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Proceedings Paper

Real-time operating system timing jitter and its impact on motor control
Author(s): Frederick M. Proctor; William P. Shackleford
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Paper Abstract

General-purpose microprocessors are increasingly being used for control applications due to their widespread availability and software support for non-control functions like networking and operator interfaces. Two classes of real-time operating systems (RTOS) exist for these systems. The traditional RTOS serves as the sole operating system, and provides all OS services. Examples include ETS, LynxOS, QNX, Windows CE and VxWorks. RTOS extensions add real-time scheduling capabilities to non-real-time OSes, and provide minimal services needed for the time-critical portions of an application. Examples include RTAI and RTL for Linux, and HyperKernel, OnTime and RTX for Windows NT. Timing jitter is an issue in these systems, due to hardware effects such as bus locking, caches and pipelines, and software effects from mutual exclusion resource locks, non-preemtible critical sections, disabled interrupts, and multiple code paths in the scheduler. Jitter is typically on the order of a microsecond to a few tens of microseconds for hard real-time operating systems, and ranges from milliseconds to seconds in the worst case for soft real-time operating systems. The question of its significance on the performance of a controller arises. Naturally, the smaller the scheduling period required for a control task, the more significant is the impact of timing jitter. Aside from this intuitive relationship is the greater significance of timing on open-loop control, such as for stepper motors, than for closed-loop control, such as for servo motors. Techniques for measuring timing jitter are discussed, and comparisons between various platforms are presented. Techniques to reduce jitter or mitigate its effects are presented. The impact of jitter on stepper motor control is analyzed.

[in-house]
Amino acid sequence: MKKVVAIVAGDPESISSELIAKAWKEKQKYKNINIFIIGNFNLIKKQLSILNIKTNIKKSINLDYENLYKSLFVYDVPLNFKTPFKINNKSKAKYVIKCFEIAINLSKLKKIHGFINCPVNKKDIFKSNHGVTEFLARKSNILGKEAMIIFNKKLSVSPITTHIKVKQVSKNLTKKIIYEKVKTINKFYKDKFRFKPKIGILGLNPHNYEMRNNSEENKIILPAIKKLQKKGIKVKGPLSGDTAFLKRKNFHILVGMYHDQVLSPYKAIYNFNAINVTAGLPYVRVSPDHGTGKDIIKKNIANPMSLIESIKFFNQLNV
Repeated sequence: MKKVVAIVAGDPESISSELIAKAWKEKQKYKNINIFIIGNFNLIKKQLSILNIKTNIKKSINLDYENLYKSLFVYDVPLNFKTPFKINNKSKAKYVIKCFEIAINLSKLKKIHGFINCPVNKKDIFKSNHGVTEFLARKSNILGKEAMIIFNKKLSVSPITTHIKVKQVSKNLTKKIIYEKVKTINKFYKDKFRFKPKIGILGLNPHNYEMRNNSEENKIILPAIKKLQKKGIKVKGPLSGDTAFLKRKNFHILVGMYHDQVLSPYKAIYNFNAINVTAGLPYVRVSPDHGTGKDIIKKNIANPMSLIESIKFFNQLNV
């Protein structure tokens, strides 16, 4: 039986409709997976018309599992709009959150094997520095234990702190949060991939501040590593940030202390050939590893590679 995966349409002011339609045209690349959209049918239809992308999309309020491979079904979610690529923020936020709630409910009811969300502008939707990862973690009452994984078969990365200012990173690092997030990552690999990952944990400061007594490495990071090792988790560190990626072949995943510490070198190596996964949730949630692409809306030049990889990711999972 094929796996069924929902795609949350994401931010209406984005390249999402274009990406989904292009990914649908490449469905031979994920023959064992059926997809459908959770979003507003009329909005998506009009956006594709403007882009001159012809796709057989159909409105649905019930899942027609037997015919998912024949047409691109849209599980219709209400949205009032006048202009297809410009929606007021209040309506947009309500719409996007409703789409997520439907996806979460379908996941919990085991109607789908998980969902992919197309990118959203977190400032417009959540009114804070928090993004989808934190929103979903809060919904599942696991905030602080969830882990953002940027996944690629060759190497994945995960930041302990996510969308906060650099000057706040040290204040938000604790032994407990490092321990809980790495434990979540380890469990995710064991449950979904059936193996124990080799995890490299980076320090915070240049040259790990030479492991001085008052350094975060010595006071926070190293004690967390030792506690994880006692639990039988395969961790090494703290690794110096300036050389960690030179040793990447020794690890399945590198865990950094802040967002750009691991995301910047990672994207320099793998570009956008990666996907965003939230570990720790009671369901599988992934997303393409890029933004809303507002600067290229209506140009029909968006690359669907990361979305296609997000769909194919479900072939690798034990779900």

Paper Details

Date Published: 27 December 2001
PDF: 7 pages
Proc. SPIE 4563, Sensors and Controls for Intelligent Manufacturing II, (27 December 2001); doi: 10.1117/12.452653
Show Author Affiliations
Frederick M. Proctor, National Institute of Standards and Technology (United States)
William P. Shackleford, National Institute of Standards and Technology (United States)

Published in SPIE Proceedings Vol. 4563:
Sensors and Controls for Intelligent Manufacturing II
Peter E. Orban, Editor(s)

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